COPD is a slowly progressive airway disease that produces a serious decrease in lung function, which is not fully reversible. A study conducted on participants suffering from the disease (chronic bronchitis or emphysema) showed that those patients who continued to smoke had a significant decline in the lung function as compared to those who ceased to smoke.
The main objective of the study was to find out whether a management plan including smoking cessation and inhaled Bronchodilators could delay the beginning of clinically evident COPD. The study was done on 35-65 years old smokers having mild to moderate impairment in lung function. The participants were categorized into 3 groups: one on smoking cessation and Bronchodilator inhaler (1st group), second on smoking cessation and placebo (no medicine) inhaler (2nd group) and the third on usual care (3rd group).
It was observed from the study that smoking cessation did help to reduce the rate of lung function decline whereas inhaled Bronchodilator did not have any such effect. It was also found that 21% of participants in the 1st and the 2nd group showed a long term success in stopping smoking whereas only 5% of participants in the 3rd group were able to do so.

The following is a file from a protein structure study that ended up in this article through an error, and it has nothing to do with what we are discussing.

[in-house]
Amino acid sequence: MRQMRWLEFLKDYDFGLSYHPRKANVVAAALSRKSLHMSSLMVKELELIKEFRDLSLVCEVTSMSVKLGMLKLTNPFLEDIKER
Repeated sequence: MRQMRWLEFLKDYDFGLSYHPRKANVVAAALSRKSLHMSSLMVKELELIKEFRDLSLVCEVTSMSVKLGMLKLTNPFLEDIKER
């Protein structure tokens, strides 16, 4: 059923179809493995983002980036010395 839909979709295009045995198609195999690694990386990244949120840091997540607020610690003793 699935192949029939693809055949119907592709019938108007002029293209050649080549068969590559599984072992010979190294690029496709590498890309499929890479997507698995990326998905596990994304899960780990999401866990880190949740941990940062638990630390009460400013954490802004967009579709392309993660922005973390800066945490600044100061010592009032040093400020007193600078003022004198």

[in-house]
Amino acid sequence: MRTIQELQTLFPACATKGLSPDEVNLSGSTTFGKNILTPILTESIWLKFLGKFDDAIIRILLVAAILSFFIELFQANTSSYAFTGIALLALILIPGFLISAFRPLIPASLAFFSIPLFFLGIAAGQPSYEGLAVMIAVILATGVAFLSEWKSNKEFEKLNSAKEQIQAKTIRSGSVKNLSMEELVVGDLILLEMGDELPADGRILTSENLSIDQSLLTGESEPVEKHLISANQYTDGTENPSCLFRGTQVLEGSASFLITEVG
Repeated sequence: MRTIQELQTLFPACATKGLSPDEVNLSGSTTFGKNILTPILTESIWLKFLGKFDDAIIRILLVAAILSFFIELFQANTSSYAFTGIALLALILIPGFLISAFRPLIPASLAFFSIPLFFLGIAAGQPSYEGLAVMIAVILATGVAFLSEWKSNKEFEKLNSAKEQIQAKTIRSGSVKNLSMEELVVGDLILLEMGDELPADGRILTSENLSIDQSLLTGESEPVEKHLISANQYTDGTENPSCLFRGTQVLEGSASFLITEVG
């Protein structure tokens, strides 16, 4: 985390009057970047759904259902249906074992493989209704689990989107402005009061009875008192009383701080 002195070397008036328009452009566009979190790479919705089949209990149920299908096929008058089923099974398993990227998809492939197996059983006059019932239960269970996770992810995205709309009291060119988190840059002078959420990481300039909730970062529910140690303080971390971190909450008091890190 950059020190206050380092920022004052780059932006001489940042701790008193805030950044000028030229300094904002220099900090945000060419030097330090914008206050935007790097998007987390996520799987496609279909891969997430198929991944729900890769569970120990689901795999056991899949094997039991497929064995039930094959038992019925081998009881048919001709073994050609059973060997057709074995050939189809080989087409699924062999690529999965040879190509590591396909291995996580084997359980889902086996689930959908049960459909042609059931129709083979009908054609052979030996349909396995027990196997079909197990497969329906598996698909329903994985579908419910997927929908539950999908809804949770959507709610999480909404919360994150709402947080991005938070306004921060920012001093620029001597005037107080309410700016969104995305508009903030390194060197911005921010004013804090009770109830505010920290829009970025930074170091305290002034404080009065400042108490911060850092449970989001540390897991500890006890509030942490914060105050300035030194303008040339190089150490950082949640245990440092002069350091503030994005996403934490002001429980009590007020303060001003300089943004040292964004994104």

A follow up study of the participants done after 11 years showed that 16.7% of the participants were able to quit smoking, 57.4% smoked irregularly and 25.9% continued to smoke since the beginning of the study. Out of those who continued to smoke 18.1% had lung function less than 50% and 38% had lung function less than 60% as compared to the predicted normal level (hence indicating severe to moderate COPD). Among those who stopped smoking only 3.3% had lung function less than 50% and 10% had lung function less than 60% as compared to the predicted normal level.
Hence the above study proves that people (suffering from COPD) who continue to smoke can severely impair their lung function, therefore, it is best to quit smoking.